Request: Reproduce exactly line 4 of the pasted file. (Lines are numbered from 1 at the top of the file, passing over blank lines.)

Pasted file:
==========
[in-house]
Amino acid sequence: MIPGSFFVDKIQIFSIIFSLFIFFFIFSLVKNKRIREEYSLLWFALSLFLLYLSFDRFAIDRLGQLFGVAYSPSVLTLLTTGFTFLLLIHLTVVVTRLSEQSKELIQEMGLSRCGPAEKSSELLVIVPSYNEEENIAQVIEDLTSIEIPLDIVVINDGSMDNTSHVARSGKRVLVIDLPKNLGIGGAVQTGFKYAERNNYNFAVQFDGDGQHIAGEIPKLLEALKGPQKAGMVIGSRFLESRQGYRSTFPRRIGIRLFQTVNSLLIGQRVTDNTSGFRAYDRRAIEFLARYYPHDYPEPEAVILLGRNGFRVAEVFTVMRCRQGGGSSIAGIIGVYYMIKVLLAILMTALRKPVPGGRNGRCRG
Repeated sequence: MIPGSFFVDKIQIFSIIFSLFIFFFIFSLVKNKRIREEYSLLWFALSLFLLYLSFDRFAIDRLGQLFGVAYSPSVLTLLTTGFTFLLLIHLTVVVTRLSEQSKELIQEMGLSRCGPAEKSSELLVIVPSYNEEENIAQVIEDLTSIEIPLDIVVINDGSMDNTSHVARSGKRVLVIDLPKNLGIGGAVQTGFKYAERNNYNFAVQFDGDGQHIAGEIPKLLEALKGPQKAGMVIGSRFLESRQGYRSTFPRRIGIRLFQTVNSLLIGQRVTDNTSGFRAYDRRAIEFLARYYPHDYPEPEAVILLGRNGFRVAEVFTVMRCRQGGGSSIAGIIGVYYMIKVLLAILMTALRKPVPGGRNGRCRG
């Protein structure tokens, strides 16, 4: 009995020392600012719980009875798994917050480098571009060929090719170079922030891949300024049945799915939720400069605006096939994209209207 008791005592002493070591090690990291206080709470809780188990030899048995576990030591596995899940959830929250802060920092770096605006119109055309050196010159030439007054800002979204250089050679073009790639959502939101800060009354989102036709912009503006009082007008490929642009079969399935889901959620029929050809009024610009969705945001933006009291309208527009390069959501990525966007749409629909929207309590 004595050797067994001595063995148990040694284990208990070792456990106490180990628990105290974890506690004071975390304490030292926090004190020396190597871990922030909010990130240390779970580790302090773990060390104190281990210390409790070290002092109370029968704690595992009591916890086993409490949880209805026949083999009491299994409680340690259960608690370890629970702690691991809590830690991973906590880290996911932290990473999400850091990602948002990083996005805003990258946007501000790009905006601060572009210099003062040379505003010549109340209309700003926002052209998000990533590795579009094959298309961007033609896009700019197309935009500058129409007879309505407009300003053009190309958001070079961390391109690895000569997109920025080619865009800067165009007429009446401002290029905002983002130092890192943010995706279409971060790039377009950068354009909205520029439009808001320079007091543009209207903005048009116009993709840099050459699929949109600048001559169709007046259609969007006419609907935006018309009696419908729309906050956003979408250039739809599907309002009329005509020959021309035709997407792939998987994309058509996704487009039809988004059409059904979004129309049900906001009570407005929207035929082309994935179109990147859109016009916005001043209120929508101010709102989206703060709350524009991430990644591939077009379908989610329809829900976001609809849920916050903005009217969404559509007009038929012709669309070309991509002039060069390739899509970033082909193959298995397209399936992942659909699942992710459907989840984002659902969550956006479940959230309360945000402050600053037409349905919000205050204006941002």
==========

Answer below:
């Protein structure tokens, strides 16, 4: 009995020392600012719980009875798994917050480098571009060929090719170079922030891949300024049945799915939720400069605006096939994209209207 008791005592002493070591090690990291206080709470809780188990030899048995576990030591596995899940959830929250802060920092770096605006119109055309050196010159030439007054800002979204250089050679073009790639959502939101800060009354989102036709912009503006009082007008490929642009079969399935889901959620029929050809009024610009969705945001933006009291309208527009390069959501990525966007749409629909929207309590 004595050797067994001595063995148990040694284990208990070792456990106490180990628990105290974890506690004071975390304490030292926090004190020396190597871990922030909010990130240390779970580790302090773990060390104190281990210390409790070290002092109370029968704690595992009591916890086993409490949880209805026949083999009491299994409680340690259960608690370890629970702690691991809590830690991973906590880290996911932290990473999400850091990602948002990083996005805003990258946007501000790009905006601060572009210099003062040379505003010549109340209309700003926002052209998000990533590795579009094959298309961007033609896009700019197309935009500058129409007879309505407009300003053009190309958001070079961390391109690895000569997109920025080619865009800067165009007429009446401002290029905002983002130092890192943010995706279409971060790039377009950068354009909205520029439009808001320079007091543009209207903005048009116009993709840099050459699929949109600048001559169709007046259609969007006419609907935006018309009696419908729309906050956003979408250039739809599907309002009329005509020959021309035709997407792939998987994309058509996704487009039809988004059409059904979004129309049900906001009570407005929207035929082309994935179109990147859109016009916005001043209120929508101010709102989206703060709350524009991430990644591939077009379908989610329809829900976001609809849920916050903005009217969404559509007009038929012709669309070309991509002039060069390739899509970033082909193959298995397209399936992942659909699942992710459907989840984002659902969550956006479940959230309360945000402050600053037409349905919000205050204006941002």